Tuesday, January 10, 2012

Continental divide

One reason that some people get drawn to administration -- the dark side, as many faculty call it -- is the chance to actually get some stuff done.  You can get stuff done in your classroom, but the reach is limited.    People who see a chance to make larger, more systemic impacts move up to the levels where those decisions are made.

It's the role of faculty to be skeptical about change, because those larger initiatives threaten the freedom of the sphere where they get their stuff done: the classroom.  The administrative team to which I belong has spent a lot of time and effort thinking about what changes need to be made to solve some persistent, nagging problems in our curriculum and to enact fully for the first time some of the longstanding promises and rhetoric of our program. The changes are big and complicated, with lots of simultaneously moving parts, and the time they need to get started is yesterday, unless we want to give up on them for yet another year and keep doing the same stuff.  The rationales and proposals are as daunting as they are sweeping. The challenge is how to meet faculty somewhere in the middle between "here's everything we need to do!" and "why do we need to do anything at all?"

As I move toward more rarefied positions, I'm watching carefully to see how change gets done.  It's a little like sausage-making, I must confess.  Do you work out a detailed proposal, and risk having your personnel feel like they didn't have enough input?  Do you leave much unresolved, and try to corral a larger group of people into the process of invention -- which is often like wordsmithing a document with a dozen people around the conference table, if you've ever experienced that?  Present the proposal close to the time it needs to be implemented, and you have a sense of urgency and a deadline that can help you get stuff done, but you also may convey the sense that it's all already decided.  Give people lots of lead time and request their involvement, and they wonder why you're pushing them to do extra work on top of what they've already got on their plate.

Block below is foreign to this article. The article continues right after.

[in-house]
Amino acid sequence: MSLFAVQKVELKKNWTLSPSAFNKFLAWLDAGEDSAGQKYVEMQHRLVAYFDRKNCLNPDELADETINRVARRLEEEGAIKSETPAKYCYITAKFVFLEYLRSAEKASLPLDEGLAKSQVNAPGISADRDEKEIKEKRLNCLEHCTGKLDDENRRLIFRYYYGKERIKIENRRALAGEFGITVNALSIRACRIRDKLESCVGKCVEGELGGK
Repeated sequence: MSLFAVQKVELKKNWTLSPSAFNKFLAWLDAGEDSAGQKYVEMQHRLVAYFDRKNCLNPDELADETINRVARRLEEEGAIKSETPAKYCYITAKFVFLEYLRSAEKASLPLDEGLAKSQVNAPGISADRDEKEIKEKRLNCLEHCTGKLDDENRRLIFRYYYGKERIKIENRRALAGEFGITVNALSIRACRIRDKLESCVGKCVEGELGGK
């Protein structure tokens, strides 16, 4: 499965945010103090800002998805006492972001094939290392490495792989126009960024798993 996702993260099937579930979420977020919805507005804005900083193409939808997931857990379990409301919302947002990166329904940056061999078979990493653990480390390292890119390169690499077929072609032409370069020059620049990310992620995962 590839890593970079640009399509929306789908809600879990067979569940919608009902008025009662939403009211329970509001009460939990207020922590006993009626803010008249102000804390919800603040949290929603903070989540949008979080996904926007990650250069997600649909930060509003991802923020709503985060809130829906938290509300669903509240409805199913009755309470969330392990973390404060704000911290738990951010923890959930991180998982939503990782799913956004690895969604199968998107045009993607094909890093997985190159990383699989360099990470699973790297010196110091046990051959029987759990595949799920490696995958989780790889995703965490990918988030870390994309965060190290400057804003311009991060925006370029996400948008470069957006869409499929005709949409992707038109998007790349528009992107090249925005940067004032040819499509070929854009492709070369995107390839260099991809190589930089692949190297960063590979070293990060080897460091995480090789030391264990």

I'm not sure there's a Solomonic way of doing administrative leadership that cuts these babies in half.  I see lots of ways to go wrong, and sometimes the only way that seems to go right is just steeling yourself and bulling through.  But that just confirms the divide.  Is there any way to get these factions pulling together?  And what's the role of meetings, memos, agendas, emails, minutes, reports, and other kinds of communication tools in pulling people together?

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